Judge Casey’s ruling in last week’s “partial-birth” ban case is now online (pdf file).
Although the ruling is a victory for the pro-choice side – as I wrote before, if the pro-lifers can’t win this case in Judge Casey’s court, they probably can’t win it anywhere – Casey also steered testimony to emphasize the alleged cruelty and the undisputed grossness of the D&X procedure. By doing that, he created a trial record that will be useful to any future Supreme Court that wants to overturn Stenberg. (Stenberg is the Supreme Court decision which ruled that PBA bans that are overbroad, or that lack an exemption to protect the woman’s health, are unconstitutional).
Judge Casey, who didn’t hide his disgust at the D&X abortion procedure, ruled against the PBA ban based on a single issue, the lack of a health exemption:
As a court of law, ours is neither to devise ways in which to circumvent the opinions of the Supreme court nor to indulge delay in the full implementation of the Court’s opinions. Rather, our responsibility is to follow faithfully its opinions, because that court is, by constitutional design, vested with the ultimate authority to interpret the Constitution.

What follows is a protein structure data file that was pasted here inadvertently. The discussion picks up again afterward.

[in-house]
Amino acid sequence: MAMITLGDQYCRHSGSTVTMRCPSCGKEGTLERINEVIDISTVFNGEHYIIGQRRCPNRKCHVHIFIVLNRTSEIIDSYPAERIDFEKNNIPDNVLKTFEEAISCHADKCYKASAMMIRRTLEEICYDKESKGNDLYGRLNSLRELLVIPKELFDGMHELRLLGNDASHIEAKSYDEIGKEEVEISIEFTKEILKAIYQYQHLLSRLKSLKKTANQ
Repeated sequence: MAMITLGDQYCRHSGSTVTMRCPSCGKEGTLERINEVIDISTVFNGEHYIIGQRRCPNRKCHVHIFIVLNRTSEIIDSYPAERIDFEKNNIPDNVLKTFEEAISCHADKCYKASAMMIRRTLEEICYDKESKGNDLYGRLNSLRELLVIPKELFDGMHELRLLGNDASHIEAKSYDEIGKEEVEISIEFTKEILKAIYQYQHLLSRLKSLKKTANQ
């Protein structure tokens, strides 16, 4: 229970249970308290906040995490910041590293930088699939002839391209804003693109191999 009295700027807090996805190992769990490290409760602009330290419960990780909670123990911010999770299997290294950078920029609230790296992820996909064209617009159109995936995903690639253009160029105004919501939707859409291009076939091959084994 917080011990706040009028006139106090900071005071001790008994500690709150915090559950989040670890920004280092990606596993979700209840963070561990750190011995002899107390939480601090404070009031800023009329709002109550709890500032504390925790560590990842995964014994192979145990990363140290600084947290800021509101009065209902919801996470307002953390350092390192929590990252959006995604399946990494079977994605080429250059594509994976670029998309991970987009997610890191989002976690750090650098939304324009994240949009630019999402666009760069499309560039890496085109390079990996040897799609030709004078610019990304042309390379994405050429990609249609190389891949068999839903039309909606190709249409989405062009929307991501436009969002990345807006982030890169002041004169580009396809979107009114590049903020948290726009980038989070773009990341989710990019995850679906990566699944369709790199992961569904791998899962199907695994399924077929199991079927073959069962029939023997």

Congress shares that same responsibility.
The Supreme Court in Stenberg informed us that this gruesome procedure may be outlawed only if there exists a medical consensus that there is no circumstance in which any women could potentially benefit from it. A division of medical opinion exits, according to Stenberg, according to this Court, and even according to the testimony on which Congress relied in passing this law. Such a division means that the Constitution requires a health exception.
Stenberg obligates this Court and Congress to defer to the expressed medical opinion of a significant body of medical authority. While medical science and ideology are no more happy companions than Roe and its progeny have shown law and ideology to be, Stenberg remains the law of the land. Therefore, the Act is unconstitutional.
The pro-lifers in Congress had attempted to get around Stenberg with a duplicitous “finding of fact” that “partial-birth” abortions are never necessary. Judge Casey dismissed Congress’ findings, quoting the same Clarence Thomas argument that I quoted months ago.
Although Judge Casey was not required to rule on the other legal issues in this case – if the PBA ban creates an undue burden on women, and if the definition of PBAs in the ban is overly broad – he could have if he wanted to. By not addressing the overbroadness issue, Casey was able to turn the trial into a show trial against the D&X abortion procedure – even though it’s not clear that the D&X procedure is what the PBA ban actually bans. (The court in California ruled that the definition was both too broad and too vague.) If a future Supreme Court overturns Stenberg, I expect they’ll do it drawing heavily on the testimony Casey brought forth in this trial.